Staggering vinyl planks mean aligning the planks in a way that mimics how a natural wood floor would look. Suppose you align every plank side by side or with a uniform pattern. The aesthetic won’t be a good result. Hence, the goal is to create a natural-looking offset in the alignment and create a look of randomness.
You can easily create staggering patterns by using three different-sized planks at the start of the three rows using the cut pieces at the end of each row. After the three rows, we can repeat the method with minor changes needed in the size of the planks.
Each manufacturer will provide a specific staggering specification when purchasing their vinyl planks. It is best to follow the manufacturer’s specifications.
- Utility Knife with extra blades/Jigsaw/Table saw
- Tape Measure
- T Square
- Pencil or chalk to mark measures
- Adhesive if following glued-down installation.
- Rubber Mallet
- Pull bar
Why Should We Stagger Vinyl Plank Floorings?
- A staggered floor will look alethically beautiful and natural, like a hardwood floor.
- If all end joints of all planks are lined up together, this will create a structural weakness in that area. Staggering spreads these end joints at different places, building strength in the floors.
Patterns to Avoid
Our goal is to avoid any uniformity on the floors like H Shaping patterns or Step Patterns seen in the figures below.
H Pattern: This pattern occurs when the end joint of the first row of planks is exactly lined up with the end joint of the third row of planks.
Close Joints: This pattern occurs when the short end joints or seams seem too close to each other. We should always maintain the manufacturer stated spacing or 8 inches as a rule. If the inches are a bit higher, it’s fine but does not let it go down.
How to Stagger Vinyl Plank Flooring
- Choose a starter wall. We generally lay planks parallel to the length of the walls. Begin at one end and work your way towards the other end.
- Install spacers on the walls. Be sure to use the exact manufacturer-specified spacers or the equivalent size.
- Start laying out the first row of vinyl plank floorings.
- Once you reach the end of the first row, you will most likely have to cut the end piece to fit in the room.
- Please make sure that the cut piece you just received from the first row is no less than the manufacturer’s specification in size. A general standard is 6 to 8 inches. If the trim piece isn’t up to size, make sure to use a new plank and cut it accordingly. Measure the plank using your tape measure.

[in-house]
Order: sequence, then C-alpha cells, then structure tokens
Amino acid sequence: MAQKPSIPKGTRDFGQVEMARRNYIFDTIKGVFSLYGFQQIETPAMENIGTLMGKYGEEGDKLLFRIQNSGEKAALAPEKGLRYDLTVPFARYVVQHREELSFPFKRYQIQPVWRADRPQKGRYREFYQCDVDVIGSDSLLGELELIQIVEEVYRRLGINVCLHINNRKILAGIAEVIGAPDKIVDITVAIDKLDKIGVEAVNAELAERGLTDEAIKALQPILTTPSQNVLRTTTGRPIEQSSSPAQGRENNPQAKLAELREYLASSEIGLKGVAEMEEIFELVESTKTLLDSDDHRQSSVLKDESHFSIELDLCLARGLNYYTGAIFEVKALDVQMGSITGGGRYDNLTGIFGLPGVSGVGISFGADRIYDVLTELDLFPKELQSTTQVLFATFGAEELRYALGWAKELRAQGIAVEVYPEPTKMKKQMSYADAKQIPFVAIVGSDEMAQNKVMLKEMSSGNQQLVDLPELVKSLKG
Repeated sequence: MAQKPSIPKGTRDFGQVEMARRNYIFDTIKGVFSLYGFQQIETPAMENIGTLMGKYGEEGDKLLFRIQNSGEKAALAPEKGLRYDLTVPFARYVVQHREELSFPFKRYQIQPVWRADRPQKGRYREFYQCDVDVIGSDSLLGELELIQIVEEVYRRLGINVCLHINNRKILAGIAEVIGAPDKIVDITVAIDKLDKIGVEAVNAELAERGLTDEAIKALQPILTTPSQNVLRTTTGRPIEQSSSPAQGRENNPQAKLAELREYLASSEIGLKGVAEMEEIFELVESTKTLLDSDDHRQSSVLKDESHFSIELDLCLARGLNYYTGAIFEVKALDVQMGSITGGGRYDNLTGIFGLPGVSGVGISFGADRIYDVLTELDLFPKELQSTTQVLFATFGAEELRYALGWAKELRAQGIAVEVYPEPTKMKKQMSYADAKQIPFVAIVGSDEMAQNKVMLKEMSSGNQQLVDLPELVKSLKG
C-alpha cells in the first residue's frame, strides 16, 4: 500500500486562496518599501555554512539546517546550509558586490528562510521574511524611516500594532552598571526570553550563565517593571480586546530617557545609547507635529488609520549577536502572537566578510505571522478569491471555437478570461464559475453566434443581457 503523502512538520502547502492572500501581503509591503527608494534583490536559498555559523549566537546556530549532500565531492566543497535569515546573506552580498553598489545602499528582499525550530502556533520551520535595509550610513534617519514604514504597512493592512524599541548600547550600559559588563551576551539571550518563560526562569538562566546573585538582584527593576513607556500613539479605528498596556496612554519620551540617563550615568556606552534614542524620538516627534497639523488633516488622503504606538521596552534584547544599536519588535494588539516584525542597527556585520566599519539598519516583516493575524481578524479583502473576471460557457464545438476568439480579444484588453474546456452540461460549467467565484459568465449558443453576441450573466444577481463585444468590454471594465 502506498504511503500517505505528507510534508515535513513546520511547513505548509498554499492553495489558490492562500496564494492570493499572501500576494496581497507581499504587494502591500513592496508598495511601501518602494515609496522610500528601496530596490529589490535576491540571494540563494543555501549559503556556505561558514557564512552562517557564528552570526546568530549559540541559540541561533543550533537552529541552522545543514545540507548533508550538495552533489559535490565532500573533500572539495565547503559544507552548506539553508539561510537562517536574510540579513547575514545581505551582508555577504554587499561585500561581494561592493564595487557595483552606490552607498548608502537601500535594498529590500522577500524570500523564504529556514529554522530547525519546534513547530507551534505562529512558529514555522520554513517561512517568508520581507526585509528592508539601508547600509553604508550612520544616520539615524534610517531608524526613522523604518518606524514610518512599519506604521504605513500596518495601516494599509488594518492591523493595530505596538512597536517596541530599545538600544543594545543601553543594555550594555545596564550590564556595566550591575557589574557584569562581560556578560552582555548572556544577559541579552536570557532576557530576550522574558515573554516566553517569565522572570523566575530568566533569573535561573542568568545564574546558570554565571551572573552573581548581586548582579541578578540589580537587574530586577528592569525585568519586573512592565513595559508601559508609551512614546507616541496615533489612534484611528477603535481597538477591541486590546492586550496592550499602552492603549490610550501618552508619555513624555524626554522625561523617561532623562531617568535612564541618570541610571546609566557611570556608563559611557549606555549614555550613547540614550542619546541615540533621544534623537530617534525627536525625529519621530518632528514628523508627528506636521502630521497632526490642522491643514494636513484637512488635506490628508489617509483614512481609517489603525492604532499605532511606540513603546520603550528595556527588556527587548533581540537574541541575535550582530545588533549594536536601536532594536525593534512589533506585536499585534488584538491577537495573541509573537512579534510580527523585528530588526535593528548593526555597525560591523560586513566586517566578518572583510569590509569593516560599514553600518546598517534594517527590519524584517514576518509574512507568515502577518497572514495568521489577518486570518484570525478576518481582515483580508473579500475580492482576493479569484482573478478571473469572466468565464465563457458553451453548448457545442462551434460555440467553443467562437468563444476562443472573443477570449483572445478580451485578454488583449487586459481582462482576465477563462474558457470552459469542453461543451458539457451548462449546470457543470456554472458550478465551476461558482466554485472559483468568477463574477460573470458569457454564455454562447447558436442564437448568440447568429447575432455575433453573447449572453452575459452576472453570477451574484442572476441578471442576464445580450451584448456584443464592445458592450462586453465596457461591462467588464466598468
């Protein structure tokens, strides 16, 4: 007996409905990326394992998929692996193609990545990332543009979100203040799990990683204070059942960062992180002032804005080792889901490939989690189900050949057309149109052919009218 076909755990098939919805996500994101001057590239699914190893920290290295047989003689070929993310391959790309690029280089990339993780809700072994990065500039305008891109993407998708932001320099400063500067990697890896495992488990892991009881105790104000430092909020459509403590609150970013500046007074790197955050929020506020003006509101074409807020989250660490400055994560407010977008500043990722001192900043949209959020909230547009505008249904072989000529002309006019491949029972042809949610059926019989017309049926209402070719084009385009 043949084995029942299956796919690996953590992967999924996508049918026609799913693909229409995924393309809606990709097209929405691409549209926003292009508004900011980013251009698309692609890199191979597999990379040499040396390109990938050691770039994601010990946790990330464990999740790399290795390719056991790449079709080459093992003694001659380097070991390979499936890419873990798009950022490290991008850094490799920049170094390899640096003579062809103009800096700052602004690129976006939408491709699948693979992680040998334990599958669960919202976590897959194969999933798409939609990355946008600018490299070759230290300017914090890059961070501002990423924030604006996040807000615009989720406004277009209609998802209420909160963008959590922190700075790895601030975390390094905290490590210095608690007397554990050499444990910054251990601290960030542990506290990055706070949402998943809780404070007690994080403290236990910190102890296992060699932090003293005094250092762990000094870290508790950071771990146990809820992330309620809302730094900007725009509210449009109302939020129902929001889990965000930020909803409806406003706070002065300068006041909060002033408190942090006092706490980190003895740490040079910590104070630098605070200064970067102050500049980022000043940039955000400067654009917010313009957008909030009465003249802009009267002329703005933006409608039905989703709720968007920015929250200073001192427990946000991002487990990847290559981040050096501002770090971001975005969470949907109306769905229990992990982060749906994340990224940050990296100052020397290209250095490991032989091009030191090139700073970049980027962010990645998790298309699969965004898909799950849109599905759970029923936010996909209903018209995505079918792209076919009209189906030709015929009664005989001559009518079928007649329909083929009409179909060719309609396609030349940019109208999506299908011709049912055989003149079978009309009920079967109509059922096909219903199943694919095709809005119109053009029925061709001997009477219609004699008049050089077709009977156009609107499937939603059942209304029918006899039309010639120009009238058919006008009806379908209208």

- Once you’ve marked the required measure, use your utility knife with the T-square and cut the plank. Do not stab the plank. Our goal is to create a couple of clean, shallow cuts along the marked line and snap the plank. The plank should break off perfectly. You can also use jigsaws or plank cutter machines.
- Use the cut piece from the first row as the starting plank on the second row. The starting plank in the second row is around 6 to 8 inches or the specified manufacturer size. The gap between the seams of the first row and the adjacent seams of the second row should be no less than 8 inches.
- Complete the installation of the second row. Make sure you lock both short ends of planks together. Also, remember to lock in the new rows with the previous rows. Use a scrap piece of plank and rubber mallet.
- At the start of the third row, use the cut piece from the second row. Follow the same rule as above and complete the third row.
- Remember the things to avoid stated below and adjust the size of the planks if the pattern stated above shows up. If cut pieces align somehow, use the size of the two rows down.
- This staggering method is not an exact science as rooms often tend not to have perfectly straight-edged walls. The room-length might only give you short ends that do not meet cut piece size criteria.
Repeat this process all over the room doing three rows at a time. Make sure to lock planks together tightly using the rubber mallet and a scrap piece of plank.
Frequently Asked Question
How do we cut Vinyl Plank Floorings?
We can cut these vinyl planks through different tools. Laminate cutters will do the job perfectly. All you need to do is place a mark on your plank, stick it into the laminate cutter and pull the cutter’s handle down. This tool is the best for cutting the short ends.
Table saws are another way to do it. It is most useful to cut long ends or strip the plank’s width. Cutting short ends is also very easy. Just mark it and slide it through the table saw.
Another easy tool is a jigsaw. It is best for short-end cuts. Long strip cuts may be hard as we need a steady hand. So, we only recommend it for short-end cuts, curves, or door jams.
The money saver tool to use is a utility knife. Mark your short end and score it from the front and the back. Add a little force with your hand, and the plank should snap right off.
Professionals can use a utility knife even to cut curves. For beginners, we only recommend short-end cuts. If you cannot cut straight lines, then use a T Square.